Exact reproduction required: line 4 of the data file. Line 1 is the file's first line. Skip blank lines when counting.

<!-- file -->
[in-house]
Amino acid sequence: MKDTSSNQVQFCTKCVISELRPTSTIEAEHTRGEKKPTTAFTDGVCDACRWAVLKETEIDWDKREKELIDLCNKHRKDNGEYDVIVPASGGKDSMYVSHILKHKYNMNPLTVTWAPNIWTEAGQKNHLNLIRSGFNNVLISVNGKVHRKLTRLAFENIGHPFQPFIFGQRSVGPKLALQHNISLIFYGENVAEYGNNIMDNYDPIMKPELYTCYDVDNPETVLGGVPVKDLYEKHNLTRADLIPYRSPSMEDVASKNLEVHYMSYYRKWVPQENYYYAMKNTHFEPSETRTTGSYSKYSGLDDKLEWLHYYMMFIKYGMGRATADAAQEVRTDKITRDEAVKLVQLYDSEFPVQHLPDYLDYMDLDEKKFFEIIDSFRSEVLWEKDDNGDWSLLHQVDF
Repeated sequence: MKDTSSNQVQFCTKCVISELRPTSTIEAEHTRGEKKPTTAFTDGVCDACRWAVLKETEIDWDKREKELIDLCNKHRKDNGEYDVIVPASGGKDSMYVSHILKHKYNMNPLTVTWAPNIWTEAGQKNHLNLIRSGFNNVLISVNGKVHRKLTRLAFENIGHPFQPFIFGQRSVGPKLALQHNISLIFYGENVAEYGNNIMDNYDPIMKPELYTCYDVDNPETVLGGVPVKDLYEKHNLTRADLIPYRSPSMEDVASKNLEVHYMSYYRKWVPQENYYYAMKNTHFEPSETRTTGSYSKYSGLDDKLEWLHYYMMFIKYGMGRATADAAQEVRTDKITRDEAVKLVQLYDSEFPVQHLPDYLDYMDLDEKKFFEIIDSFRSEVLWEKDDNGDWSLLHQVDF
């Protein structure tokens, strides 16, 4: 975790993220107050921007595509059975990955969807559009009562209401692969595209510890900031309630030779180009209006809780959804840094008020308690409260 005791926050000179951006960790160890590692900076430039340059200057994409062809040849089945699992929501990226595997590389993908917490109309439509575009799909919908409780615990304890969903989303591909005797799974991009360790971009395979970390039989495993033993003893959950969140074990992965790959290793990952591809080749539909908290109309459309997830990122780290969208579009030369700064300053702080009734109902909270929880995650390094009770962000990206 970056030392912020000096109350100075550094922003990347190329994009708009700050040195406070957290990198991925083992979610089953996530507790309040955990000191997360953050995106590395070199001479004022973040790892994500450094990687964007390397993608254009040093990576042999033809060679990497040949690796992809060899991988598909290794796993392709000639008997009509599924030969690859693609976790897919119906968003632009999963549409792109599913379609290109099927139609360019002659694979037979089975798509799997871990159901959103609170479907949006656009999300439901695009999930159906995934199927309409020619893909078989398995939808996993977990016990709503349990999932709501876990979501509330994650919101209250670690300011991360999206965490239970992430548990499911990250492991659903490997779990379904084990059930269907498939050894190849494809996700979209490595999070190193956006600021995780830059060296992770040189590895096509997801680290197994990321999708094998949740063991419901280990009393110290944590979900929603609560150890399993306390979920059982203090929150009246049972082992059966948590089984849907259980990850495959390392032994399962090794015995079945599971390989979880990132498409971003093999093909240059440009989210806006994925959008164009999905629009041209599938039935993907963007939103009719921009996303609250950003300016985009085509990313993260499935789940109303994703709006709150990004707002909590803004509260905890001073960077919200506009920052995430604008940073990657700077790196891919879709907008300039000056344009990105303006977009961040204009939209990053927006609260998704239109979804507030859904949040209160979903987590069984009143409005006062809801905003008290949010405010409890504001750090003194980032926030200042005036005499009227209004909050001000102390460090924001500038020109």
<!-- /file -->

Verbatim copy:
């Protein structure tokens, strides 16, 4: 975790993220107050921007595509059975990955969807559009009562209401692969595209510890900031309630030779180009209006809780959804840094008020308690409260 005791926050000179951006960790160890590692900076430039340059200057994409062809040849089945699992929501990226595997590389993908917490109309439509575009799909919908409780615990304890969903989303591909005797799974991009360790971009395979970390039989495993033993003893959950969140074990992965790959290793990952591809080749539909908290109309459309997830990122780290969208579009030369700064300053702080009734109902909270929880995650390094009770962000990206 970056030392912020000096109350100075550094922003990347190329994009708009700050040195406070957290990198991925083992979610089953996530507790309040955990000191997360953050995106590395070199001479004022973040790892994500450094990687964007390397993608254009040093990576042999033809060679990497040949690796992809060899991988598909290794796993392709000639008997009509599924030969690859693609976790897919119906968003632009999963549409792109599913379609290109099927139609360019002659694979037979089975798509799997871990159901959103609170479907949006656009999300439901695009999930159906995934199927309409020619893909078989398995939808996993977990016990709503349990999932709501876990979501509330994650919101209250670690300011991360999206965490239970992430548990499911990250492991659903490997779990379904084990059930269907498939050894190849494809996700979209490595999070190193956006600021995780830059060296992770040189590895096509997801680290197994990321999708094998949740063991419901280990009393110290944590979900929603609560150890399993306390979920059982203090929150009246049972082992059966948590089984849907259980990850495959390392032994399962090794015995079945599971390989979880990132498409971003093999093909240059440009989210806006994925959008164009999905629009041209599938039935993907963007939103009719921009996303609250950003300016985009085509990313993260499935789940109303994703709006709150990004707002909590803004509260905890001073960077919200506009920052995430604008940073990657700077790196891919879709907008300039000056344009990105303006977009961040204009939209990053927006609260998704239109979804507030859904949040209160979903987590069984009143409005006062809801905003008290949010405010409890504001750090003194980032926030200042005036005499009227209004909050001000102390460090924001500038020109």